I work for a multinational IT consultancy firm that has a number of 'software assets' that it sells and develops for its clients. I started with the company straight out of University in a software testing position on a team implementing a solution using one of these assets. In the year I was in that role, I became very familiar with the workings of the system, much more so than the other testers. I was offered a product owner role on one of the development teams and took it.

My question is "where do I go from here?". I am currently working as a product owner now, but I would like to know what are the future career options from this role. I have been looking online and there isn't really a whole lot of info there. What should I be doing to achieve the next step, and what would that next step be with my experience?

  • 1
    @MarkC.Wallace I'm ambivalent about this one, because the Product Owner role is part of the Scrum project management process. There are other problems with the post in terms of subjectivity and polling, but the topicality seems okay to me. Just my $0.02, and I think reasonable people can differ on this one with equal justification. Regardless, the post needs some editing to avoid eventual closure.
    – Todd A. Jacobs
    May 9, 2014 at 3:08
  • I edited this to eliminate the polling. Also, this could possibly be on topic on The Workplace. However, the vast majority of experience related to this may very well sit here on this site. If someone thinks we need to clarify this, please start a Project Management Meta discussion. Hope this helps.
    – jmort253
    Jun 22, 2014 at 22:51

3 Answers 3


Job titles mean whatever an organization wants them to mean. However, in my experience a Product Owner (or, in less agile environments, a Product Manager) is often responsible for a single product or a closely-related suite of products.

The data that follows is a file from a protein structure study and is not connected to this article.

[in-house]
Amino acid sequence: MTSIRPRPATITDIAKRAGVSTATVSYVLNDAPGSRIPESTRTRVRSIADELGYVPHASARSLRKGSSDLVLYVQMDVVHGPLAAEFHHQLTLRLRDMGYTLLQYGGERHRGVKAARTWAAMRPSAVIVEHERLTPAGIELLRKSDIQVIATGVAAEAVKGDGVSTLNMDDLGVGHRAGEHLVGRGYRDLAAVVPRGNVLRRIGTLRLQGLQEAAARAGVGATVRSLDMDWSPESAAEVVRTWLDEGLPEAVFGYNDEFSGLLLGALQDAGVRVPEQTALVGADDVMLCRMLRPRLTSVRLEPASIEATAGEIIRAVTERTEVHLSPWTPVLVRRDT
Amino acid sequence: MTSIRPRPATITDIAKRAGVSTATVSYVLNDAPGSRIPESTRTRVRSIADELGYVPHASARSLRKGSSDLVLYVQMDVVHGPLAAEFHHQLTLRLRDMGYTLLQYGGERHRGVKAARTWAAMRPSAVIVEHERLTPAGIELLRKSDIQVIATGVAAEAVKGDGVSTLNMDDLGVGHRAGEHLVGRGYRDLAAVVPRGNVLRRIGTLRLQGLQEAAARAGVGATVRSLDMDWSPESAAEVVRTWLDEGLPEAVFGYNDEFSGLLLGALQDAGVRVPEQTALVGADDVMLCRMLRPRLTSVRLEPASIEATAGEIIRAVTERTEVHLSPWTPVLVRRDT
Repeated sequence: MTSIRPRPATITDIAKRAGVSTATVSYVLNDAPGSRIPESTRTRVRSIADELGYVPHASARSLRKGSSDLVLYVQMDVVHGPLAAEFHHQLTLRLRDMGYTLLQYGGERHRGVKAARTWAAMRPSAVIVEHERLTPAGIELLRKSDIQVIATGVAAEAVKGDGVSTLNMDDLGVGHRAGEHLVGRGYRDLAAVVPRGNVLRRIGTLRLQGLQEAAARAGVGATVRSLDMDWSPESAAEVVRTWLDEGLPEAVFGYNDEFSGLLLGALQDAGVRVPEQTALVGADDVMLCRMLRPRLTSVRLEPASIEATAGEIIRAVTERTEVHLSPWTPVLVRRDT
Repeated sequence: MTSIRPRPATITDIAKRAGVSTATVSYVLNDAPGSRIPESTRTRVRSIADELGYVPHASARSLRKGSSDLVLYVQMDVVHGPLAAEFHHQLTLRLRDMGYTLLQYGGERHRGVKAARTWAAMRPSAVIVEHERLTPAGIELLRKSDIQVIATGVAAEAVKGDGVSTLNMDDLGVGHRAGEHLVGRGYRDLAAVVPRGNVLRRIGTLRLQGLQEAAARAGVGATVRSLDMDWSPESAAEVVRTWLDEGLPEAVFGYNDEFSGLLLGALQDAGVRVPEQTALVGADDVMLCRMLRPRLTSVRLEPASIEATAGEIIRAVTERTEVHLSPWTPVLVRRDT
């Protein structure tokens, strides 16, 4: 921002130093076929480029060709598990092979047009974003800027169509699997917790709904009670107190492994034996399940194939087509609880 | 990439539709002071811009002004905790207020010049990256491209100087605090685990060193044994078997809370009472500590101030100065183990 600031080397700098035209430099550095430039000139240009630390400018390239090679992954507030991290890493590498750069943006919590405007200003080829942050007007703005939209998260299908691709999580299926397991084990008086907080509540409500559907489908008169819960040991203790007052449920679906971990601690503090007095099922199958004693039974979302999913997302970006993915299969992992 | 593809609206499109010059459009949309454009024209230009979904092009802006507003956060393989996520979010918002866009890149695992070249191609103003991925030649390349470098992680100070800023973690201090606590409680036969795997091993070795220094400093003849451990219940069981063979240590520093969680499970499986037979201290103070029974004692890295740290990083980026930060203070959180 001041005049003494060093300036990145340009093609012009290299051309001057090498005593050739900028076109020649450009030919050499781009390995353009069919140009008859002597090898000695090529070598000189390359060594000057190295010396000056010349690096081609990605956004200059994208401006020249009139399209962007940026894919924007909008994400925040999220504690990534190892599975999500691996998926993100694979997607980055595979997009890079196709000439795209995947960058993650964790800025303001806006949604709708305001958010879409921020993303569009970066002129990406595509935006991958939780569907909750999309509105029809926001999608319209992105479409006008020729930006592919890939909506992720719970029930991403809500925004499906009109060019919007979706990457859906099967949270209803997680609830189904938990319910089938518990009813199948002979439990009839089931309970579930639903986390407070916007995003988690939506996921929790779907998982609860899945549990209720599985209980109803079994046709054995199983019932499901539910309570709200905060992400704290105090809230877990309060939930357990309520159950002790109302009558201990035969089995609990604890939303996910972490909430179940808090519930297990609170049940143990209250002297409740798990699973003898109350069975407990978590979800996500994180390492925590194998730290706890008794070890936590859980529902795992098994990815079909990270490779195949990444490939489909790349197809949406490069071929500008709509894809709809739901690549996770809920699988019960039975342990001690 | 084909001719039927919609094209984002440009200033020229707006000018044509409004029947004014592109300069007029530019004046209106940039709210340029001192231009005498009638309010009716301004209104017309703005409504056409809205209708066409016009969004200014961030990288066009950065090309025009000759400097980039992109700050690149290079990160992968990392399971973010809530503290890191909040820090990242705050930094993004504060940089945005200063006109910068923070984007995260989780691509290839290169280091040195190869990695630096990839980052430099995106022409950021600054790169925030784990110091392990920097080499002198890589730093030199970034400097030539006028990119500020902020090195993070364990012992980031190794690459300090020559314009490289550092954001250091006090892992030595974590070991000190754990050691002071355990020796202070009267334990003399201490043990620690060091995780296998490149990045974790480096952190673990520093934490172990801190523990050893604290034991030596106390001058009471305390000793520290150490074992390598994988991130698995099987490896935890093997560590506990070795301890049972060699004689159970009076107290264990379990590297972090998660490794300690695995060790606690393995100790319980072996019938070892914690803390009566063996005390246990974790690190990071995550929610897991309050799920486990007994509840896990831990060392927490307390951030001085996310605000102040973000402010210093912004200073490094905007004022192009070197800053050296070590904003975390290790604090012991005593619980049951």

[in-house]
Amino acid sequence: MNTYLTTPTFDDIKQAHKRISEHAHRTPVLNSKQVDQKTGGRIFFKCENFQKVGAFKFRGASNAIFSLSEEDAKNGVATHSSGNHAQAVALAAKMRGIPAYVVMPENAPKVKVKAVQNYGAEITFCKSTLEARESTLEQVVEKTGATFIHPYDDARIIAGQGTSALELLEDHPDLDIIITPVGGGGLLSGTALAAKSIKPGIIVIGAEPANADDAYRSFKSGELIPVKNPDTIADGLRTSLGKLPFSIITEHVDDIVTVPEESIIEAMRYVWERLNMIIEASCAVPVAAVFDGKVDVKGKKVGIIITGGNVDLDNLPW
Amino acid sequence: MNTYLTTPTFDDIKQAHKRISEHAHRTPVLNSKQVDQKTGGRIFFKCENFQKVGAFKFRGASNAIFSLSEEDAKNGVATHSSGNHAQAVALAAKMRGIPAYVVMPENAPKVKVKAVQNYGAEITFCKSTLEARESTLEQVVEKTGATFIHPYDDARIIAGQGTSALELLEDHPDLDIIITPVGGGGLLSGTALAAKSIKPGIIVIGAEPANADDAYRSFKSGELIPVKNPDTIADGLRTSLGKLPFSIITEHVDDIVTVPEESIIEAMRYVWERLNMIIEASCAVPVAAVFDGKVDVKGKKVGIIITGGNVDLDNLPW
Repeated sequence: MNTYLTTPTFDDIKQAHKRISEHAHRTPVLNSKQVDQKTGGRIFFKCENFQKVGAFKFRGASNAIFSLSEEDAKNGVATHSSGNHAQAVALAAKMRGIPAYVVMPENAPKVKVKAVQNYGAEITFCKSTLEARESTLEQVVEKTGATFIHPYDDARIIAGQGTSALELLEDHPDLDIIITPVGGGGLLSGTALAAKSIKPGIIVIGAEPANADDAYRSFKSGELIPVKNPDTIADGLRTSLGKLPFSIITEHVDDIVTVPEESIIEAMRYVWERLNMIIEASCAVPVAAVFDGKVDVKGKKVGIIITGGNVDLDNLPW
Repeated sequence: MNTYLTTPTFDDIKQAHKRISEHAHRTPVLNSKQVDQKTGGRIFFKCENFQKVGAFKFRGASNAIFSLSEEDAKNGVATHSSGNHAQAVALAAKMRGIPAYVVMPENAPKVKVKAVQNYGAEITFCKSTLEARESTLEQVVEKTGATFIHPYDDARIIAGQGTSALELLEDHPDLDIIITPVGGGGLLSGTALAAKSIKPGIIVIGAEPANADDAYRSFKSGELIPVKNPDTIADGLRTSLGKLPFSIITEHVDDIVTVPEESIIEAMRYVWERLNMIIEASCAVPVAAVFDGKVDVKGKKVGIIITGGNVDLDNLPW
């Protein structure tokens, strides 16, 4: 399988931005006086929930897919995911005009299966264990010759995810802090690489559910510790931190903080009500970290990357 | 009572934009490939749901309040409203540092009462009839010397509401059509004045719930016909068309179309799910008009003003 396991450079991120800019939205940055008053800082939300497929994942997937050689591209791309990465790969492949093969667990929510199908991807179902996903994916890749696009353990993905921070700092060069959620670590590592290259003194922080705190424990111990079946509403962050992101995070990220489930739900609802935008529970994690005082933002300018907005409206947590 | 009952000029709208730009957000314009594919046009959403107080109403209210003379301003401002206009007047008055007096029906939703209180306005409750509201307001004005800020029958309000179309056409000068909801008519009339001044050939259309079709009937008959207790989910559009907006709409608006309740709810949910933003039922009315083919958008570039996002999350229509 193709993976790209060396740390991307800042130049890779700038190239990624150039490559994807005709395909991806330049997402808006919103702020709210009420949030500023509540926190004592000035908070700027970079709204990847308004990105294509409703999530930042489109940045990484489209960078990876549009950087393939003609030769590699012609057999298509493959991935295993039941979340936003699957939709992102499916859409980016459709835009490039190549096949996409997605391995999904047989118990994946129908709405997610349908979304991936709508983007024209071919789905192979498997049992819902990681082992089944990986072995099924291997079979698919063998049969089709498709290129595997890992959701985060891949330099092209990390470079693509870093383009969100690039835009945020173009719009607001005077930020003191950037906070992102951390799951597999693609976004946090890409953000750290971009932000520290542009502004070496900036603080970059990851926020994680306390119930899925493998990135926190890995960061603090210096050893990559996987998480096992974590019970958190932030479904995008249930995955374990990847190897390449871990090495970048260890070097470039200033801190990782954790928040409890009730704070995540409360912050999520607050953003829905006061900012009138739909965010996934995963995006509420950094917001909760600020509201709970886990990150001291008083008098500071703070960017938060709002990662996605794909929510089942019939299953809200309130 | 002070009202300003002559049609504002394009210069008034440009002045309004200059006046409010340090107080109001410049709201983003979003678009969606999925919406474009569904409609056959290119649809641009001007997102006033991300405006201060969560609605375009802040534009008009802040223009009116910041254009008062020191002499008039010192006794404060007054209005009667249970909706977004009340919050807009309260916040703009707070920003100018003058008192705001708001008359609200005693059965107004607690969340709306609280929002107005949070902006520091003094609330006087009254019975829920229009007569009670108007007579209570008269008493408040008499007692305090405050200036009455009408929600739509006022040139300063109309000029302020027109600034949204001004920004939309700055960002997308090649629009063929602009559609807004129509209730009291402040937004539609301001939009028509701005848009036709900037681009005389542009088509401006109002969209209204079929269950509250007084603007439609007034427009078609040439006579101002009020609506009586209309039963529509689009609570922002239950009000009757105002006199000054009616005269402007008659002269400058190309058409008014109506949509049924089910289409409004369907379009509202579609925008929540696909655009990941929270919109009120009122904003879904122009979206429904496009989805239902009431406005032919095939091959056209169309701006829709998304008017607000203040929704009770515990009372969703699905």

Advancement within Product Management is generally into managing a portfolio of products. In some companies, a Product Portfolio Manager or Program Manager role might be considered a step up.

In my personal experience, I've also seen people move from product ownership roles into sales or marketing leadership positions. This may or may not be a typical career progression, but it certainly happens.

Having said all that, there's also something to be said for staying with a given role but expanding your scope. For example, you might consider becoming a Product Owner on a larger project, or within a larger company. One doesn't necessarily have to change job titles to experience career growth.

Good luck!

  • Thanks for your reply. One of my major concerns is that I'm more interested in the 'technical' side of things, rather than the business aspect. I'm in no way interested in sales or marketing for example. Given your response, do you think that I should be looking away from the Product Owner role? Looking to move back into a position where progression would lead to more technical roles? The only other career path I would be willing to pursue would be in management.
    – adohertyd
    May 8, 2014 at 9:52
  • @adohertyd Career advice about what you should do in your particular circumstances is off-topic here. We can certainly try to answer questions about various career paths related to the project management field, but only you can decide what interests you, or what path you want to follow.
    – Todd A. Jacobs
    May 8, 2014 at 14:53
  • "One doesn't necessarily have to change job titles to experience career growth." Very true! I can say as a developer I feel I've grown tremendously, and I'm not really even sure I have a title.
    – jmort253
    Jun 22, 2014 at 22:52

According to the Scaled Agile Framework, a Product Owner reports into a Product Manager. Therefore, the logical career progression from a Product Owner is to become a Product Manager.

It gets a bit tricky after that. In software/IT companies, the hierarchy usually is Product Manager > Product Director > Product VP > CPO (Chief Product Officer). This hierarchy can be further sub-divided into "Associate Director", "Senior VP", etc. However, in other industries, where Agile is not very well understood, the Product Manager position usually roles up into more general management positions.


My best advice here is that you discuss your career aspirations with your manager and with your company. They were pleased with your rapid performance and offered you one promotion. In time, they should have another one in store.

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